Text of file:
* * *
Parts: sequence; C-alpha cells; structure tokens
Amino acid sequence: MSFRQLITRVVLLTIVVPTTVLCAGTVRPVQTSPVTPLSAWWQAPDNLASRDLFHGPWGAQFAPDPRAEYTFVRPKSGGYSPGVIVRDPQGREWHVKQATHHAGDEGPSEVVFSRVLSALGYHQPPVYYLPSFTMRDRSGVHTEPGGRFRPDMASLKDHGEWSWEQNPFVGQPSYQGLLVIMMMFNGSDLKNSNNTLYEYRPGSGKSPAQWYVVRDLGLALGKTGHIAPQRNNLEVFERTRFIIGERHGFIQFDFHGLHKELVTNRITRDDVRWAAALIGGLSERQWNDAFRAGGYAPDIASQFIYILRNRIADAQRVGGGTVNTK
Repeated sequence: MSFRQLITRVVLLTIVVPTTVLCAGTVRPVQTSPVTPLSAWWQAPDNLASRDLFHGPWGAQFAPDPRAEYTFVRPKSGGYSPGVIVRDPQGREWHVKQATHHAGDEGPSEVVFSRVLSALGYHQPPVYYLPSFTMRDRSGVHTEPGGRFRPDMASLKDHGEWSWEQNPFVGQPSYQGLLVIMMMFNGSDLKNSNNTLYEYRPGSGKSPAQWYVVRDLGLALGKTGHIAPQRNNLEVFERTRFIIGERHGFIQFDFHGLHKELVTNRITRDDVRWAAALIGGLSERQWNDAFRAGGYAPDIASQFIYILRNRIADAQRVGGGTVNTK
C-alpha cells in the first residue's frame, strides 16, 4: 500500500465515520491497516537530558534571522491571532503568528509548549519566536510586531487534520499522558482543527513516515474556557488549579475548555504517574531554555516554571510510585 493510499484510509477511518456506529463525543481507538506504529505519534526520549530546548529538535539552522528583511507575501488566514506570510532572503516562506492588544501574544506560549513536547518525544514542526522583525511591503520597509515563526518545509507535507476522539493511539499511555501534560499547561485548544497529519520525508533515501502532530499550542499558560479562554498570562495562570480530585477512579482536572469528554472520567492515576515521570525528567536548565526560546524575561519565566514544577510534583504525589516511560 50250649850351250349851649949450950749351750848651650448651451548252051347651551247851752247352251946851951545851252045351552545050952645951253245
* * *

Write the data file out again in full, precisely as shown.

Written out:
Parts: sequence; C-alpha cells; structure tokens
Amino acid sequence: MSFRQLITRVVLLTIVVPTTVLCAGTVRPVQTSPVTPLSAWWQAPDNLASRDLFHGPWGAQFAPDPRAEYTFVRPKSGGYSPGVIVRDPQGREWHVKQATHHAGDEGPSEVVFSRVLSALGYHQPPVYYLPSFTMRDRSGVHTEPGGRFRPDMASLKDHGEWSWEQNPFVGQPSYQGLLVIMMMFNGSDLKNSNNTLYEYRPGSGKSPAQWYVVRDLGLALGKTGHIAPQRNNLEVFERTRFIIGERHGFIQFDFHGLHKELVTNRITRDDVRWAAALIGGLSERQWNDAFRAGGYAPDIASQFIYILRNRIADAQRVGGGTVNTK
Repeated sequence: MSFRQLITRVVLLTIVVPTTVLCAGTVRPVQTSPVTPLSAWWQAPDNLASRDLFHGPWGAQFAPDPRAEYTFVRPKSGGYSPGVIVRDPQGREWHVKQATHHAGDEGPSEVVFSRVLSALGYHQPPVYYLPSFTMRDRSGVHTEPGGRFRPDMASLKDHGEWSWEQNPFVGQPSYQGLLVIMMMFNGSDLKNSNNTLYEYRPGSGKSPAQWYVVRDLGLALGKTGHIAPQRNNLEVFERTRFIIGERHGFIQFDFHGLHKELVTNRITRDDVRWAAALIGGLSERQWNDAFRAGGYAPDIASQFIYILRNRIADAQRVGGGTVNTK
C-alpha cells in the first residue's frame, strides 16, 4: 500500500465515520491497516537530558534571522491571532503568528509548549519566536510586531487534520499522558482543527513516515474556557488549579475548555504517574531554555516554571510510585 493510499484510509477511518456506529463525543481507538506504529505519534526520549530546548529538535539552522528583511507575501488566514506570510532572503516562506492588544501574544506560549513536547518525544514542526522583525511591503520597509515563526518545509507535507476522539493511539499511555501534560499547561485548544497529519520525508533515501502532530499550542499558560479562554498570562495562570480530585477512579482536572469528554472520567492515576515521570525528567536548565526560546524575561519565566514544577510534583504525589516511560 50250649850351250349851649949450950749351750848651650448651451548252051347651551247851752247352251946851951545851252045351552545050952645951253245